The Dow Jones Industrial Average breached the 30,000-mark for the first time ever on Tuesday, as optimism soared on Wall Street amid hopes of multiple Covid-19 vaccines coming on-stream and an end to US election uncertainty.
Stock markets around the world plummeted in February and March as the coronavirus rapidly spread across Europe and the United States. News of vaccines showing promising results in recent weeks kicked off a rally that powered Wall Street’s main indexes back to record highs.
The blue-chip Dow surpassed the psychologically significant 30,000 milestone shortly after trading opened on Tuesday, ending a 218 trading-day wait since it passed 29,000 on January 15.
The fresh milestone was reached after US President Donald Trump formally cleared the way for an orderly transition of power to President-elect Joe Biden on Monday.
Trump addressed the stock market surge in a brief press conference, congratulating the people in his administration and the American public.
“It’s never been broken that number. That’s a sacred number: 30,000. Nobody thought they’d ever see it,” he said.
President Trump: “I just want to congratulate everybody. The stock market Dow Jones Industrial Average just hit 30,000 which is the highest in history. We’ve never broken 30,000 and that’s just despite everything that’s taken place with the pandemic.” pic.twitter.com/aKsXFqucfu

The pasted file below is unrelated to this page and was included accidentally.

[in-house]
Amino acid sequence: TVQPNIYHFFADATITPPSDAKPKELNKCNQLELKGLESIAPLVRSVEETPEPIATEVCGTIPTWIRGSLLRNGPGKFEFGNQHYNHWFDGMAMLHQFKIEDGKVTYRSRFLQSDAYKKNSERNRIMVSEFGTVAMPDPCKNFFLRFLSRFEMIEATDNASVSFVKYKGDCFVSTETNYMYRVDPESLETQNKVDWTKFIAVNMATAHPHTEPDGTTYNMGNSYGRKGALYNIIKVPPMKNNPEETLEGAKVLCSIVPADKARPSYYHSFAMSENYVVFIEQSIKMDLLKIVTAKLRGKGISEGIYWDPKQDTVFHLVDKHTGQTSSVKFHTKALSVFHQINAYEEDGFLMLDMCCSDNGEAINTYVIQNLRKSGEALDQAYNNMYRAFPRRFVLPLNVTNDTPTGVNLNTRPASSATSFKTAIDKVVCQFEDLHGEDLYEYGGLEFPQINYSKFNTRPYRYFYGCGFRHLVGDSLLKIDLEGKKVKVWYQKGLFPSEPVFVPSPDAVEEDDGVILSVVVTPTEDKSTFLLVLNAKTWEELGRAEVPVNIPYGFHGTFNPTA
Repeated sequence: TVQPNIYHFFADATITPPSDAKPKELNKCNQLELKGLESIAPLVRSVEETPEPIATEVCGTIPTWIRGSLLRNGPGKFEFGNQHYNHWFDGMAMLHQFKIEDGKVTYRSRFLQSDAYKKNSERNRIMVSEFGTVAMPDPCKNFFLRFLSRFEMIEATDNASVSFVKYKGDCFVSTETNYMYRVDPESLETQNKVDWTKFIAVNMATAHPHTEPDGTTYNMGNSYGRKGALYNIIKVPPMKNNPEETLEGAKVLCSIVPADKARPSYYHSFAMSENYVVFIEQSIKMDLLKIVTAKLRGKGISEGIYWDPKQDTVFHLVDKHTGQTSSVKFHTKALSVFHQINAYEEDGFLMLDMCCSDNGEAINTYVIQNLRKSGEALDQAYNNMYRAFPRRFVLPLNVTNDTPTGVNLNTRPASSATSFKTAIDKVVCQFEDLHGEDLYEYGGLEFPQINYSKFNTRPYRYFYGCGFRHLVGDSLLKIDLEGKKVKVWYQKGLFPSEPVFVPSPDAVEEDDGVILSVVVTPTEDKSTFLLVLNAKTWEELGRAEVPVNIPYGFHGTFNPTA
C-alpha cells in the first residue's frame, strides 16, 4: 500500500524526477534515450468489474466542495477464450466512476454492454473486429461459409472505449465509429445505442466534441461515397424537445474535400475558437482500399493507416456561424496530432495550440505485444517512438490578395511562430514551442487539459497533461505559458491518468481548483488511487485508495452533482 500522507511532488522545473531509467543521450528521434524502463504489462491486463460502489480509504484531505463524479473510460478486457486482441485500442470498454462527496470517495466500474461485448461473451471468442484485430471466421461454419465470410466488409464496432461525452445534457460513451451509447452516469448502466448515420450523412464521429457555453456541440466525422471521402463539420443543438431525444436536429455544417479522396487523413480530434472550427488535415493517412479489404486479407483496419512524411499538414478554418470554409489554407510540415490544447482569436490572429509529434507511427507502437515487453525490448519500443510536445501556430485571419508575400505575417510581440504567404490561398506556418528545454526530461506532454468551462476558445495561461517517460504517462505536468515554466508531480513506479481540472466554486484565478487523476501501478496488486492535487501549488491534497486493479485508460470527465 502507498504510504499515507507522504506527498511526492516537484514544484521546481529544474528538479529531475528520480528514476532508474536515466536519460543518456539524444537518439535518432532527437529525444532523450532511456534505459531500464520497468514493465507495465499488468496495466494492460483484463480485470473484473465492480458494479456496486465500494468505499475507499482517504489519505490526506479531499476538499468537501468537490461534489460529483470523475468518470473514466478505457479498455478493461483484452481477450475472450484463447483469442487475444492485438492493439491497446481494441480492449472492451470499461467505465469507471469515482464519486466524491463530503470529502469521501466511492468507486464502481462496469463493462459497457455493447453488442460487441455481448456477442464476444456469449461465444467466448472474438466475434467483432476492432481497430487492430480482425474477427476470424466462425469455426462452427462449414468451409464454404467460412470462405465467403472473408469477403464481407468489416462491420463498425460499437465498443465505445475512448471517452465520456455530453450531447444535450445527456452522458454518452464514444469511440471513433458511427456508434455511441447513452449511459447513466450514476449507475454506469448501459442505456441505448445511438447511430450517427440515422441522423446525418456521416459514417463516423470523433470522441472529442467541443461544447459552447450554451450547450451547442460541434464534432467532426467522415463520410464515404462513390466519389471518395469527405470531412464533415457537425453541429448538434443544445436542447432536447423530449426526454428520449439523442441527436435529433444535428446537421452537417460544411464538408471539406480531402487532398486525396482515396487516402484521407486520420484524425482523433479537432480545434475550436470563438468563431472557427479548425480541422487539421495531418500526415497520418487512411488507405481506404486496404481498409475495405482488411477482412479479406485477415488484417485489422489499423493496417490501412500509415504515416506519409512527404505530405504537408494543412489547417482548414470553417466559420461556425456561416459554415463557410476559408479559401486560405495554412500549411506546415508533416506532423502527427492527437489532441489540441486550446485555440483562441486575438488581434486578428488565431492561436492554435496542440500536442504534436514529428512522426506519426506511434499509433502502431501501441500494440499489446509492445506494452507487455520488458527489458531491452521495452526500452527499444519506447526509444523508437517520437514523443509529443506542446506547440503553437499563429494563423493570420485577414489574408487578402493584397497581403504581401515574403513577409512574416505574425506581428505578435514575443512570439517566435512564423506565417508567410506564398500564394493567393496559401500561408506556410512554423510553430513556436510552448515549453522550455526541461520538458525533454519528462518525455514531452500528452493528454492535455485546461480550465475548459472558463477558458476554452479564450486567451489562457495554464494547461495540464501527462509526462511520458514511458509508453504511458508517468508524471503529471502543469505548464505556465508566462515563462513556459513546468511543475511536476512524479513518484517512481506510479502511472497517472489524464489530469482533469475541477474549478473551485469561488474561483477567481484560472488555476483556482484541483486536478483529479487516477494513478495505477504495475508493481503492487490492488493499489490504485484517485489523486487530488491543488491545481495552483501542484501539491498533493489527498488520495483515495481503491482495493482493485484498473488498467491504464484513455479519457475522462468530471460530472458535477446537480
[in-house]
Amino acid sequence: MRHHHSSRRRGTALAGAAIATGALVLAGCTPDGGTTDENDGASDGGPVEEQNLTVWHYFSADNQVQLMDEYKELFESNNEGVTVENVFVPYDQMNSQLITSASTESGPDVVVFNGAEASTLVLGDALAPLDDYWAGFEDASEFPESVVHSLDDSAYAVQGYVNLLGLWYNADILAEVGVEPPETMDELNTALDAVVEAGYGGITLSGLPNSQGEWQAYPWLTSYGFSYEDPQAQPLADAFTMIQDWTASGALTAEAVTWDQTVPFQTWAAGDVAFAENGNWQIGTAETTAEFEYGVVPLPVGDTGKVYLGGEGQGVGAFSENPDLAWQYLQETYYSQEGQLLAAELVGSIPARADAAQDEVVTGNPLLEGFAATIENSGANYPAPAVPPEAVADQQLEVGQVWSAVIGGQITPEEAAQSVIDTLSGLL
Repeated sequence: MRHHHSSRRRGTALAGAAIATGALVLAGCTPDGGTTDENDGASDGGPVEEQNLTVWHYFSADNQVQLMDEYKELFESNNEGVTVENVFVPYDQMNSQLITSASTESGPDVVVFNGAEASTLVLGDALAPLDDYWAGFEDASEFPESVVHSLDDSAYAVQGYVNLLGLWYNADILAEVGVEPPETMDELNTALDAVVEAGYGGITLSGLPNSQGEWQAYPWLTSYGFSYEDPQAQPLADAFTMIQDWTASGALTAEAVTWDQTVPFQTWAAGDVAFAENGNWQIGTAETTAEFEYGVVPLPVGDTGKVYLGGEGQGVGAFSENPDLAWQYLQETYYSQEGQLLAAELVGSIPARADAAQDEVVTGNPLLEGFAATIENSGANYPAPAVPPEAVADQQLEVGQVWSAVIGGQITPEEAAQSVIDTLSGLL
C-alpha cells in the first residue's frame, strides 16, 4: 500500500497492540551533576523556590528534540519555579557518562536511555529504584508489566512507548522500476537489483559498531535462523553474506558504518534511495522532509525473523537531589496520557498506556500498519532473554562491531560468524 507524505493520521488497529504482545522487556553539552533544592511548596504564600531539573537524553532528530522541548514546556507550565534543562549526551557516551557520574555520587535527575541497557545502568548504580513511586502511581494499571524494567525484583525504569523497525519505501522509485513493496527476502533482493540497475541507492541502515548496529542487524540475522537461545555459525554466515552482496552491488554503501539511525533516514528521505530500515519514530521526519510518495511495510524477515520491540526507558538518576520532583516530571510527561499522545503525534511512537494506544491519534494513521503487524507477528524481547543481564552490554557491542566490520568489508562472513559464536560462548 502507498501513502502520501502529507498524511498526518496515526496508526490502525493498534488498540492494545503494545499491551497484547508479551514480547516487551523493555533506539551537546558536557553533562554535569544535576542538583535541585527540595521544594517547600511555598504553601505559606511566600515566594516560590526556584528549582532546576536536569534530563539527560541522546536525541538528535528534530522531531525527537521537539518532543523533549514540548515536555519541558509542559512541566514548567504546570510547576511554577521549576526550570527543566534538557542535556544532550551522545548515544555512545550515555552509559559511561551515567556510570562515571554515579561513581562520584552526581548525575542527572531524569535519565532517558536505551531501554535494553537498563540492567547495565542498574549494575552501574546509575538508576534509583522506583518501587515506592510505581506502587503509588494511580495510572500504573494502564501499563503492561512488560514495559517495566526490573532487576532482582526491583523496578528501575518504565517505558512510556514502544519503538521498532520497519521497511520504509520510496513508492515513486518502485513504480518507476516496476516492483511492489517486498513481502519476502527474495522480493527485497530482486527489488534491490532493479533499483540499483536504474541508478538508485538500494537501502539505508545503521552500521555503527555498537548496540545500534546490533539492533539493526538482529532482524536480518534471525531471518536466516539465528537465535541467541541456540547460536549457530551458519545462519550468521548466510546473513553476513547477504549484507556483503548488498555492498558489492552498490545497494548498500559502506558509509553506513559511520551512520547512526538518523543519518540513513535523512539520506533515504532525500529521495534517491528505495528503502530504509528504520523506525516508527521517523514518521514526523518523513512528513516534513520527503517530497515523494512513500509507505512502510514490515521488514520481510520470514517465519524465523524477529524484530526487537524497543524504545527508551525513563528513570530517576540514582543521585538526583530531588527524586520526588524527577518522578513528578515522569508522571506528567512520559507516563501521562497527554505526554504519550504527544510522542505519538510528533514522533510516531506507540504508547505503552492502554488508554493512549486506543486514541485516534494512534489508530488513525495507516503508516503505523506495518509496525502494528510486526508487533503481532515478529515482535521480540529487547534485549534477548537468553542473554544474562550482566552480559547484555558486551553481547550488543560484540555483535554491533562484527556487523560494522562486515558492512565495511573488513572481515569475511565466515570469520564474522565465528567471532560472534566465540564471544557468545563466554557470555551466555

— CSPAN (@cspan) November 24, 2020
“I want to congratulate all the people within the [Trump] administration that worked so hard and most importantly I want to congratulate the people of our country because there are no people like you,” he added.
White House advisor Ivanka Trump also heralded the development, taking to Twitter to offer her congratulations to Americans.
The Dow’s journey to 30,000 from the 20,000-milestone took less than four years, a lightning pace compared to its previous 10,000-point climb, which took nearly two decades.
Tuesday also saw the S&P index record 50 new 52-week highs and no new low, while the Nasdaq recorded 180 new highs and eight new lows.
Despite the stock market gains, US economic activity is still reeling from the damage inflicted by lockdowns and employment is at levels last seen in 2015.
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